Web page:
At this point, the territories use a mix of euro and US dollar as means of monetary transaction. Of course, those who interact with the Israeli businesses also utilize the shekel, but not to the extent of the western global currencies. Because of the huge hurdles connected with any potential creation of a traditional fiat currency (basically, the institution is prohibited from doing this) and printing this money for the population, the more effective route might cover the digital-only principle.
Shawwa also stated that the same digital currency might have some kind of physical commodity used as its base, which could be reserves, oil or gold. Naturally, while this is not the same as a bitcoin network, which is widely used today for anything from online BTC casinos to digital Forex trading, and which employs the hashing power as its supporting value. But, along with the differences, the concept would be immeasurably useful for anyone living in the Palestinian territory.
Because of the instability factor, services like PayPal are not available in the territories, while regular banking services are also very complex entities for the regular citizens. Now, the Palestinian Monetary Authority did not give an answer to the question when the Palestinian pound might go live, but the institution wants to see it launched in the period of the next five years.
There is a huge potential for this type of development in the poor nation of the world, even though it might not seem like it. The core idea that allows this step to take place is the widespread use of smart digital devices like smartphones and tablets. This, coupled with the development of the mobile networks, provides even the poorest regions with some level of internet connectivity.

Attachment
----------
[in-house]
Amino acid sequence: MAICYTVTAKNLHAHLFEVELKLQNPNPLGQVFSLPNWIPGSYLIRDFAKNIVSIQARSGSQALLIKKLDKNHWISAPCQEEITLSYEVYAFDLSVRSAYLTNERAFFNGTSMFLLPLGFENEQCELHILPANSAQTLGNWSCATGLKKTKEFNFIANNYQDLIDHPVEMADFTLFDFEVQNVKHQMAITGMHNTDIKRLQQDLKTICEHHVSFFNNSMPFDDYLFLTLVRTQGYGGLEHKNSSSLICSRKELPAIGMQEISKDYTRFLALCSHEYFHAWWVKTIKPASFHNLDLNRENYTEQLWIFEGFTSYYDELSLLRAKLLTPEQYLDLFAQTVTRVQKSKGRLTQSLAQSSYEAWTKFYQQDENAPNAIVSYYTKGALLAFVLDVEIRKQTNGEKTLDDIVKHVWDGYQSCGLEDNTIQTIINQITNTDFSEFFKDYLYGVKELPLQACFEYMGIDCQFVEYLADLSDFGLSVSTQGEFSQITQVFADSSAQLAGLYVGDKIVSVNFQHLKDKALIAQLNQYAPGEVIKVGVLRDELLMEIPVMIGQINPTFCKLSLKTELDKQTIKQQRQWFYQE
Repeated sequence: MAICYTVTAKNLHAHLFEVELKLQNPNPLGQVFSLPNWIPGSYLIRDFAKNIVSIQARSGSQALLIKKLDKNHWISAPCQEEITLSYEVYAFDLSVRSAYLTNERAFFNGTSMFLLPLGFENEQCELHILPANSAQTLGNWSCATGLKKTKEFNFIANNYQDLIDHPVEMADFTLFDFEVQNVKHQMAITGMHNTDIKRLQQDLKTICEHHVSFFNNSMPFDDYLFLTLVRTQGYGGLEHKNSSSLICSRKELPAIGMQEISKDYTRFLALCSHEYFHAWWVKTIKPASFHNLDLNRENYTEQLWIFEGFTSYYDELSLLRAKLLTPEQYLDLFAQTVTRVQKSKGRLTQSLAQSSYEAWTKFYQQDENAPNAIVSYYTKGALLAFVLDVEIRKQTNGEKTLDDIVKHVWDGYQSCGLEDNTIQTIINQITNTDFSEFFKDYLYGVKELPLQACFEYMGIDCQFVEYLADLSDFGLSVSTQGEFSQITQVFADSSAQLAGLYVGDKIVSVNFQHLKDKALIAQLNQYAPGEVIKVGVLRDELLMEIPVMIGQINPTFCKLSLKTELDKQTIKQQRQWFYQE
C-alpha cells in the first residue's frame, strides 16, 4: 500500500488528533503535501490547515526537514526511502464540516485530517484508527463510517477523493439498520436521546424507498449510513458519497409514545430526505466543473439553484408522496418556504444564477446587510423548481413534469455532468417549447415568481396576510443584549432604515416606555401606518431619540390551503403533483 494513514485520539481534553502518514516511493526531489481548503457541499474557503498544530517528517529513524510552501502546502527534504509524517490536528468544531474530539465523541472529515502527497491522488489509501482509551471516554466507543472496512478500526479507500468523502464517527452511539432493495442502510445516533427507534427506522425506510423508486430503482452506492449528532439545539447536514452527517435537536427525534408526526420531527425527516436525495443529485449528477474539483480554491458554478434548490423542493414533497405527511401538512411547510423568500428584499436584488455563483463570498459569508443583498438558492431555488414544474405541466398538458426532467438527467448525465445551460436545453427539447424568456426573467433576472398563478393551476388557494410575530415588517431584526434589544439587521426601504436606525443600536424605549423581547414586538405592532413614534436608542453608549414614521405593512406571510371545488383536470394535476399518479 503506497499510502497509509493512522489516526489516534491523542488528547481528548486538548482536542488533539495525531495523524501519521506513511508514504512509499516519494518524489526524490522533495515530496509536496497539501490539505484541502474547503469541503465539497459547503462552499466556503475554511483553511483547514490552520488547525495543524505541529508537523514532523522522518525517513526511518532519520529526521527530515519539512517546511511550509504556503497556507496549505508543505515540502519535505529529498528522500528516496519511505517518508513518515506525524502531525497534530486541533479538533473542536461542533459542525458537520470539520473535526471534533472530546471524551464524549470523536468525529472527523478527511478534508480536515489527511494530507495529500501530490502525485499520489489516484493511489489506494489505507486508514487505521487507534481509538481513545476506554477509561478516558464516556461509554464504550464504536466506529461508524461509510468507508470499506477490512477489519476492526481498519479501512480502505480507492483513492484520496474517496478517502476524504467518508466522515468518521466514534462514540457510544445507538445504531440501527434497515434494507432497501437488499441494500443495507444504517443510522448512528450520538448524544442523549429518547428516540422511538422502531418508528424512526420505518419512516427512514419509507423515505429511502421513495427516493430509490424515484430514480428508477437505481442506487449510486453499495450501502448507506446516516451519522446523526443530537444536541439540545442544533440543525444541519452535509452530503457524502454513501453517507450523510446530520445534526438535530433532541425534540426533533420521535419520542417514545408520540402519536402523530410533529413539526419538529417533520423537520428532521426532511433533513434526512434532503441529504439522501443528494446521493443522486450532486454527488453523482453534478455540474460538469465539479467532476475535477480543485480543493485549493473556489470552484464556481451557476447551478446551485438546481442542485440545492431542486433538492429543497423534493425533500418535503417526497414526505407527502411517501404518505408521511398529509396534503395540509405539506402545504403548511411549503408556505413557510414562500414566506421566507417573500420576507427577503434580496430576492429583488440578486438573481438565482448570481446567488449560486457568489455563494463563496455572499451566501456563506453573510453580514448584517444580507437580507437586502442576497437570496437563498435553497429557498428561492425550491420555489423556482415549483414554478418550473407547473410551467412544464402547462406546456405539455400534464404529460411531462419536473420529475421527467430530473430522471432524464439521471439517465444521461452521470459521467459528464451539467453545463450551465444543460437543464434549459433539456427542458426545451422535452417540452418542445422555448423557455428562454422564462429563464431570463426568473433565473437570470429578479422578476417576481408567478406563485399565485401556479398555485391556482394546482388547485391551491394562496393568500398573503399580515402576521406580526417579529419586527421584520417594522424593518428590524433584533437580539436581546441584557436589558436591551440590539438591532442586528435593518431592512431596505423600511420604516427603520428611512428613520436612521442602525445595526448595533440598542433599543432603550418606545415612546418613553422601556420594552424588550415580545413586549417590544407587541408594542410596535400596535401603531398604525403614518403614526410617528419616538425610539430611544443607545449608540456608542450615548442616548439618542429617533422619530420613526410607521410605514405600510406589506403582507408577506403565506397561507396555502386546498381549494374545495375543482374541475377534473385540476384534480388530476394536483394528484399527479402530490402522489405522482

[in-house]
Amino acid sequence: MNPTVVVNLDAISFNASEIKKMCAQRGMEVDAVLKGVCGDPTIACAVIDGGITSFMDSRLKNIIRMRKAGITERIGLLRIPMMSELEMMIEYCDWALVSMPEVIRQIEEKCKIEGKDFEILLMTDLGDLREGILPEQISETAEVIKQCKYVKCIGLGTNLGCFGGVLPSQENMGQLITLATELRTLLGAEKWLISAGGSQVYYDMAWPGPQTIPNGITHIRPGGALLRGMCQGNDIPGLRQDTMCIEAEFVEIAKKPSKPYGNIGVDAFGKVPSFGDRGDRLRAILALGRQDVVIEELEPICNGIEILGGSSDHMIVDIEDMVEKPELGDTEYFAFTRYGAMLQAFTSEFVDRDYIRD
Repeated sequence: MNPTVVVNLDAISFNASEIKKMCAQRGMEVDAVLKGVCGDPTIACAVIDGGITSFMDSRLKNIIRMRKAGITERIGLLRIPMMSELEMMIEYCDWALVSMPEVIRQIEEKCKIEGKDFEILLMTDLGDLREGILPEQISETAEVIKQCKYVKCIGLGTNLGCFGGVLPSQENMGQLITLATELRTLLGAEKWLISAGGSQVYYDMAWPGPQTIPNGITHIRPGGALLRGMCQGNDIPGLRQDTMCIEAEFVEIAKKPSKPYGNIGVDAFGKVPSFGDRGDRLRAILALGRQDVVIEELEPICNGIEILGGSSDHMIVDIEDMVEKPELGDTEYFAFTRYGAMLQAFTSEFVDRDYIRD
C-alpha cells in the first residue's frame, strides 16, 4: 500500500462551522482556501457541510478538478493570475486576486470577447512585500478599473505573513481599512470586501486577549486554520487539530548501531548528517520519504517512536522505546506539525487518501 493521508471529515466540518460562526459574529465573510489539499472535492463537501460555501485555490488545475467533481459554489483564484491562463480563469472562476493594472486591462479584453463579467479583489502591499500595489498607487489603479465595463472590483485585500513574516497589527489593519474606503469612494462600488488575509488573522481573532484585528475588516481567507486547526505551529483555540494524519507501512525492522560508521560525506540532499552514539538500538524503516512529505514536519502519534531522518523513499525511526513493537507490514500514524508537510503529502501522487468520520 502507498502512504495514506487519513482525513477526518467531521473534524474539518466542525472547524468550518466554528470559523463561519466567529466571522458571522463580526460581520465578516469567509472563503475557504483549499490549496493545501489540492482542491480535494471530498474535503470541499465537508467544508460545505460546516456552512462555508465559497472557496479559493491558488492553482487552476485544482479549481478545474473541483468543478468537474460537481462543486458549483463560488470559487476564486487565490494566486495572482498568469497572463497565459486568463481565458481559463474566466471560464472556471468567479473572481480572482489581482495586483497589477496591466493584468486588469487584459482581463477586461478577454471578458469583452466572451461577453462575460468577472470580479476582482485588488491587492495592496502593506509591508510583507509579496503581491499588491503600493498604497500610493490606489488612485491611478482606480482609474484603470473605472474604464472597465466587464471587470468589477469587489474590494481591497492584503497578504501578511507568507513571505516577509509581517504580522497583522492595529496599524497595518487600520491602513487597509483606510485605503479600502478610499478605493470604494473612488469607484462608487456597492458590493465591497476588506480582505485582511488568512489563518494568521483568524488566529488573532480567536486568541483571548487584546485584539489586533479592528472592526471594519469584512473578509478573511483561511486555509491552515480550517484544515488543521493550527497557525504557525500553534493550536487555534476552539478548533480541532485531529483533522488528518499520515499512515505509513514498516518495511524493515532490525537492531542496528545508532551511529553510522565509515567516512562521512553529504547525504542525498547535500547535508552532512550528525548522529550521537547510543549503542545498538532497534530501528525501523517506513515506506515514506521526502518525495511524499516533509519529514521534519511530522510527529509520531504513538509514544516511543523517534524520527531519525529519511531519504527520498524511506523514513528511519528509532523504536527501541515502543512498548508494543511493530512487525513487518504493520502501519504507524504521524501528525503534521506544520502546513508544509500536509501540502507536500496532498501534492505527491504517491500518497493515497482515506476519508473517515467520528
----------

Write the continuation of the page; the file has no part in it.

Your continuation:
This is all that is needed for a digital currency to function. Additionally, there are several big global initiatives that are actively trying to provide internet access to different parts of the world independent of the mobile network infrastructure. When one of these initiatives becomes a success, the connectability levels of the poor regions will go even further up, supported by ever-falling price of low-end smartphones
In this setup, creating a digital currency would demand little resources from any government. Of course, building the digital currency is only the first step towards its adoption and there would be most certainly many running problems with it. Some, in theory, like a sudden rise in price, followed by rapid selling period, could potentially sink the same currency in a manner similar to an economic or financial bubble bursting.
But, the same currency should be perceived as an additional part of a national infrastructure that is currently missing in many countries. While it certainly will not be perfect immediately (or even ever) it still provides something people in the underdeveloped countries can use to improve their lives.
This is basically everything that represents the development process for any region. With digital currency operating on a national level, individuals and then bigger groups of people could find a way out of poverty, which is a road that the whole country could eventually follow.